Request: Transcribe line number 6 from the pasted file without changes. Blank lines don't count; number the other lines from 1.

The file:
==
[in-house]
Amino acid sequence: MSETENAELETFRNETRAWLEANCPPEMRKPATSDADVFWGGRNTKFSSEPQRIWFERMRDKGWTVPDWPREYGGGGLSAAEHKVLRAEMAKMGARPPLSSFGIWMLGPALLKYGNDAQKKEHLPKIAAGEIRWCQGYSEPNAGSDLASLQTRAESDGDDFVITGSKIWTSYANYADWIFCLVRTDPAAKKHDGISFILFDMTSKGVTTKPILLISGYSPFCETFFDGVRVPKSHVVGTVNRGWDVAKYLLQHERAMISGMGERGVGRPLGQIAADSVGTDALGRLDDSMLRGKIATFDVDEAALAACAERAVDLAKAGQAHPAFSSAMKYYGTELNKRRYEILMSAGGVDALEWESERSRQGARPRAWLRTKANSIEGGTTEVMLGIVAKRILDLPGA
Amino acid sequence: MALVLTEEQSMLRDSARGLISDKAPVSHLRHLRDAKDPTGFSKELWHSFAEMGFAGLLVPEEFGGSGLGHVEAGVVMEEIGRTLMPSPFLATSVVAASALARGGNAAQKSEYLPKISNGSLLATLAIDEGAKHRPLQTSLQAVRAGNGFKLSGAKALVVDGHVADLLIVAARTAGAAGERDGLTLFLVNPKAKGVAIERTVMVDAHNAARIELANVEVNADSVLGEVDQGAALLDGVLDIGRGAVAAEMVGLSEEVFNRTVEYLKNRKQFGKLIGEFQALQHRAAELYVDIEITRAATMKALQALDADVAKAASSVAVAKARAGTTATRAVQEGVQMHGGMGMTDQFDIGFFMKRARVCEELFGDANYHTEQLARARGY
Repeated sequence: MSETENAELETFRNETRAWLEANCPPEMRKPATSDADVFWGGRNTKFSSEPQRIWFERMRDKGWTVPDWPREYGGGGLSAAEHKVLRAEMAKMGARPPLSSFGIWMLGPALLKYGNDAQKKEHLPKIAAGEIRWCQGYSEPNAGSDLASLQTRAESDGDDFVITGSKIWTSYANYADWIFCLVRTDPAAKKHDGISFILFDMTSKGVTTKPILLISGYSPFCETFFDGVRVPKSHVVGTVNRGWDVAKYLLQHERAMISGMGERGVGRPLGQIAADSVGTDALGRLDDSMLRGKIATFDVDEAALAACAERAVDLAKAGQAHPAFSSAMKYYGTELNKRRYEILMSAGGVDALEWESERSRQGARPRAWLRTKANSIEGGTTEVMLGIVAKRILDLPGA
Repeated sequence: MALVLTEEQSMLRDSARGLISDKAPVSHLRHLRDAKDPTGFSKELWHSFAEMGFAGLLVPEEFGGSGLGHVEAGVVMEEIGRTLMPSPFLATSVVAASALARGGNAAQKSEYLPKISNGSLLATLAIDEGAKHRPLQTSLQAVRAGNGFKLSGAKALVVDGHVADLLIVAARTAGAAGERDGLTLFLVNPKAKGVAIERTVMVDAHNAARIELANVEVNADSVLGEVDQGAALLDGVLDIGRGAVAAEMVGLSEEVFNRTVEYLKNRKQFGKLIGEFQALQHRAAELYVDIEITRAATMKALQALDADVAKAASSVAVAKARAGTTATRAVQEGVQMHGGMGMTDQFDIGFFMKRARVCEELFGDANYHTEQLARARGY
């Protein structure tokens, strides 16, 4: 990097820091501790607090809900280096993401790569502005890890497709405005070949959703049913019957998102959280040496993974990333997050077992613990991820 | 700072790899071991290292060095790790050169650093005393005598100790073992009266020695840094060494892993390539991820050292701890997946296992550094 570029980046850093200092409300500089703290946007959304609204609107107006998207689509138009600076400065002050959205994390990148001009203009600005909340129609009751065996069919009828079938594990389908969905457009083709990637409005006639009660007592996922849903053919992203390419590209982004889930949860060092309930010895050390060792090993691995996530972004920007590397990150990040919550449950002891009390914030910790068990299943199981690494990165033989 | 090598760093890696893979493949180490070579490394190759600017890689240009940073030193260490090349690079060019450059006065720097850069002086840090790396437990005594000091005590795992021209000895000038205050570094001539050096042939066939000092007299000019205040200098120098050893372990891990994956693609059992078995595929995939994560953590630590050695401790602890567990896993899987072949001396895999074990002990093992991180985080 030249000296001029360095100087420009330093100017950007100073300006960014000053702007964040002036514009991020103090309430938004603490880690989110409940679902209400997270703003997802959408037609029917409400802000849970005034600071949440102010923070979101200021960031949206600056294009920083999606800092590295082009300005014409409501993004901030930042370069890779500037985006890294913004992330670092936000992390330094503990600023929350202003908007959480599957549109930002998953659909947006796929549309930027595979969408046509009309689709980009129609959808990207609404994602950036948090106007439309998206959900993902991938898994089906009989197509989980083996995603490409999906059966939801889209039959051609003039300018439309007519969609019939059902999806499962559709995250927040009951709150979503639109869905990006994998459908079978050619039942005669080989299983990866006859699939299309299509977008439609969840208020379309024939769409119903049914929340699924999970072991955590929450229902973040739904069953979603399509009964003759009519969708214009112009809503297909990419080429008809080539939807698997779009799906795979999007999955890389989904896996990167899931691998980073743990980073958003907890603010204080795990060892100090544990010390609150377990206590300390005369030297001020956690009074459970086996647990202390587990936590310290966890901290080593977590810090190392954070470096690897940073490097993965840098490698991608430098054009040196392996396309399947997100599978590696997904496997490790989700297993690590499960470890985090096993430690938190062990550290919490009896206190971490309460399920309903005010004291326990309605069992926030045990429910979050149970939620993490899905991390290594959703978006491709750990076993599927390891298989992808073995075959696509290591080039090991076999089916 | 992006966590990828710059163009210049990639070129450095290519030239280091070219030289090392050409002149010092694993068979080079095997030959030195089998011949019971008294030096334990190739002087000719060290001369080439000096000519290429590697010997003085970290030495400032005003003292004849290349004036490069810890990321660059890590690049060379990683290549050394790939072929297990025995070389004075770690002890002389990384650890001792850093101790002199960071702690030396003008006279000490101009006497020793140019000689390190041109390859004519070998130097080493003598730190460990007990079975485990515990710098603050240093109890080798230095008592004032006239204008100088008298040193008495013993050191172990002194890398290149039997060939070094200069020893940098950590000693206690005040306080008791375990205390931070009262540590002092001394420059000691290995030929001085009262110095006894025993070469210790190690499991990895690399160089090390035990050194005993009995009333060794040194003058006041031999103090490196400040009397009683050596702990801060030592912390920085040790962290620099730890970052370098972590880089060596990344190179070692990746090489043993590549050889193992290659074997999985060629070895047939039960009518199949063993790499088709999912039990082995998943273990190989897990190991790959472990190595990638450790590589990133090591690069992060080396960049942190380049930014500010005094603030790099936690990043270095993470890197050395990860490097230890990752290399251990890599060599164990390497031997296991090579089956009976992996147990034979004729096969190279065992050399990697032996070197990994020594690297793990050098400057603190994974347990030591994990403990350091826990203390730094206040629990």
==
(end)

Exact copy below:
């Protein structure tokens, strides 16, 4: 990097820091501790607090809900280096993401790569502005890890497709405005070949959703049913019957998102959280040496993974990333997050077992613990991820 | 700072790899071991290292060095790790050169650093005393005598100790073992009266020695840094060494892993390539991820050292701890997946296992550094 570029980046850093200092409300500089703290946007959304609204609107107006998207689509138009600076400065002050959205994390990148001009203009600005909340129609009751065996069919009828079938594990389908969905457009083709990637409005006639009660007592996922849903053919992203390419590209982004889930949860060092309930010895050390060792090993691995996530972004920007590397990150990040919550449950002891009390914030910790068990299943199981690494990165033989 | 090598760093890696893979493949180490070579490394190759600017890689240009940073030193260490090349690079060019450059006065720097850069002086840090790396437990005594000091005590795992021209000895000038205050570094001539050096042939066939000092007299000019205040200098120098050893372990891990994956693609059992078995595929995939994560953590630590050695401790602890567990896993899987072949001396895999074990002990093992991180985080 030249000296001029360095100087420009330093100017950007100073300006960014000053702007964040002036514009991020103090309430938004603490880690989110409940679902209400997270703003997802959408037609029917409400802000849970005034600071949440102010923070979101200021960031949206600056294009920083999606800092590295082009300005014409409501993004901030930042370069890779500037985006890294913004992330670092936000992390330094503990600023929350202003908007959480599957549109930002998953659909947006796929549309930027595979969408046509009309689709980009129609959808990207609404994602950036948090106007439309998206959900993902991938898994089906009989197509989980083996995603490409999906059966939801889209039959051609003039300018439309007519969609019939059902999806499962559709995250927040009951709150979503639109869905990006994998459908079978050619039942005669080989299983990866006859699939299309299509977008439609969840208020379309024939769409119903049914929340699924999970072991955590929450229902973040739904069953979603399509009964003759009519969708214009112009809503297909990419080429008809080539939807698997779009799906795979999007999955890389989904896996990167899931691998980073743990980073958003907890603010204080795990060892100090544990010390609150377990206590300390005369030297001020956690009074459970086996647990202390587990936590310290966890901290080593977590810090190392954070470096690897940073490097993965840098490698991608430098054009040196392996396309399947997100599978590696997904496997490790989700297993690590499960470890985090096993430690938190062990550290919490009896206190971490309460399920309903005010004291326990309605069992926030045990429910979050149970939620993490899905991390290594959703978006491709750990076993599927390891298989992808073995075959696509290591080039090991076999089916 | 992006966590990828710059163009210049990639070129450095290519030239280091070219030289090392050409002149010092694993068979080079095997030959030195089998011949019971008294030096334990190739002087000719060290001369080439000096000519290429590697010997003085970290030495400032005003003292004849290349004036490069810890990321660059890590690049060379990683290549050394790939072929297990025995070389004075770690002890002389990384650890001792850093101790002199960071702690030396003008006279000490101009006497020793140019000689390190041109390859004519070998130097080493003598730190460990007990079975485990515990710098603050240093109890080798230095008592004032006239204008100088008298040193008495013993050191172990002194890398290149039997060939070094200069020893940098950590000693206690005040306080008791375990205390931070009262540590002092001394420059000691290995030929001085009262110095006894025993070469210790190690499991990895690399160089090390035990050194005993009995009333060794040194003058006041031999103090490196400040009397009683050596702990801060030592912390920085040790962290620099730890970052370098972590880089060596990344190179070692990746090489043993590549050889193992290659074997999985060629070895047939039960009518199949063993790499088709999912039990082995998943273990190989897990190991790959472990190595990638450790590589990133090591690069992060080396960049942190380049930014500010005094603030790099936690990043270095993470890197050395990860490097230890990752290399251990890599060599164990390497031997296991090579089956009976992996147990034979004729096969190279065992050399990697032996070197990994020594690297793990050098400057603190994974347990030591994990403990350091826990203390730094206040629990």